“It applies to Chinese and Filipinos,” Rosal said.

Coastguard in high-powered dinghys were sometimes dispatched from large vessels to get a closer look as unfamiliar boats arrived in the area.

Three coastguard ships were of the kind Manila last year said were capable of dredging. One was permanently inside the shoal, but it was unclear what it was doing.

The coastguard collaborates with Chinese fishermen, shown when a Reuters team pulled up alongside a Chinese boat.

A crewman dashed to fetch a hand-held radio and photographed the journalists. Moments later, a coastguard vessel changed course and moved at speed towards the area, but turned back after a brief chase.

China’s foreign ministry did not immediately respond to Reuters questions about Scarborough Shoal. Its most recent comments are vague, stating only that the situation at the shoal was unchanged.

Filipino fishermen said Vietnamese were also fishing at Scarborough, a sign that Hanoi could be testing the new arrangement.

Reuters saw no Vietnamese boats, however, and two Vietnamese fishing organisations said they were unaware any had gone to the shoal. Vietnam’s government did not respond.

While the situation at Scarborough is improved, tensions remain high.

Reports last month that China planned to build an environmental monitoring station at Scarborough sparked consternation in the Philippines. Duterte said he could not stop China, but had been assured of no construction “out of respect for our friendship”.

Just last week, Duterte ordered the upgrade of facilities on the nine reefs and islands the Philippines occupies in the South China Sea, alarming both China and Vietnam.

For now, Filipinos are making the best of the detente. Some stay at the shoal for months.

With blackened skin and torn clothes, men jostle for space on the overloaded bamboo outriggers of boats, transferring baskets of fish to a vessel making a run back to the Philippines.

Captain Renato Etac, 37, chain smokes as he weighs the fish and meticulously logs details of each delivery. Though fish stocks are declining, Scarborough is a “fiesta” for Filipinos, he says.

He even takes a positive view of China’s coastguard.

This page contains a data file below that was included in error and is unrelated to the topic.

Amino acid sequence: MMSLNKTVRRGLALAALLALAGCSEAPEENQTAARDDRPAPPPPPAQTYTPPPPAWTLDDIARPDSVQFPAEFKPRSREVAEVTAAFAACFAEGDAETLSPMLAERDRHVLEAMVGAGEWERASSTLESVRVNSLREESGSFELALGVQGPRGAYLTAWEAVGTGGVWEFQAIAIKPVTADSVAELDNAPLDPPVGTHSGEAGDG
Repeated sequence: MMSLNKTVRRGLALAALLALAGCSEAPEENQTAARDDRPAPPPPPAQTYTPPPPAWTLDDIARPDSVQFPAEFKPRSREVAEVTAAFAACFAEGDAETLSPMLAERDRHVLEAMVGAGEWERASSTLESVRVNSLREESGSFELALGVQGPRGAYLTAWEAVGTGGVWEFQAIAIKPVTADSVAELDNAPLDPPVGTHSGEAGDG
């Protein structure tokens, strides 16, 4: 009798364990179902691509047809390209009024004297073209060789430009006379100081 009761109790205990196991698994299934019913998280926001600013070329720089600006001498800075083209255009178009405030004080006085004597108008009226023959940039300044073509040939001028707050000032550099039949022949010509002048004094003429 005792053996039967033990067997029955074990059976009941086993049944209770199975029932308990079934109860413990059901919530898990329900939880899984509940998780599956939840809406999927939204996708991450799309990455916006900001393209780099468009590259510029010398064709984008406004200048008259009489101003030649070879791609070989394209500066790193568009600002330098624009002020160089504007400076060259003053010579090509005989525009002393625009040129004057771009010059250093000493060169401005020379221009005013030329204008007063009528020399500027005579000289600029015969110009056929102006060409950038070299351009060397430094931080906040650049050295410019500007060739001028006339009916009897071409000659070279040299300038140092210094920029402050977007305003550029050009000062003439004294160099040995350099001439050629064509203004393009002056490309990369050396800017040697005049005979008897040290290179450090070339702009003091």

“If they’re not here, Scarborough becomes open to all, including illegal fishing,” he said. “It somehow acts as deterrent.” —  By Martin Petty | SCARBOROUGH SHOAL, South China Sea

(Additional reporting by Peter Blaza at Scarborough Shoal, Mai Nguyen in Hanoi, and Michael Martina in Beijing; Editing by Lincoln Feast)

Prexy bets make usual rounds, use social media for day’s activities

Maris Federez   •   November 26, 2021

 

MANILA, Philippines — Three presidential candidates for the 2022 national and local elections made the rounds across the country on Friday, while the rest took to social media to lay down their election promises.

Former Senator Ferdinand ‘Bongbong’ Marcos, Jr. made another visit to the vote-rich province, Cebu.

Here, members of the Businessmen ng Bayan Movement of the Philippines (BBMP) signified their support to his presidential run.

The group is composed of small-scale businessmen in Cebu.

Labor leader Leody de Guzman, meanwhile, went to Marikina City.

Here, joined the protest action of workers in a company that is based in the city.

Manila Mayor Francisco ‘Isko Moreno’ Domagoso, on the other hand, did not have any out-of-town engagement and just stayed at the City Hall to personally receive the 6,600 pieces of Bariticitinib anti-COVID-19 tablets.

While other presidential bets did not have any public engagements Friday, they took to social media to post their activities for the day.

In his Facebook post, Senator Manny Pacquiao showed the possible housing projects he will implement should he become the president.

Such housing projects will be like that of free housing he did for the people of General Santos City and Saranggani province.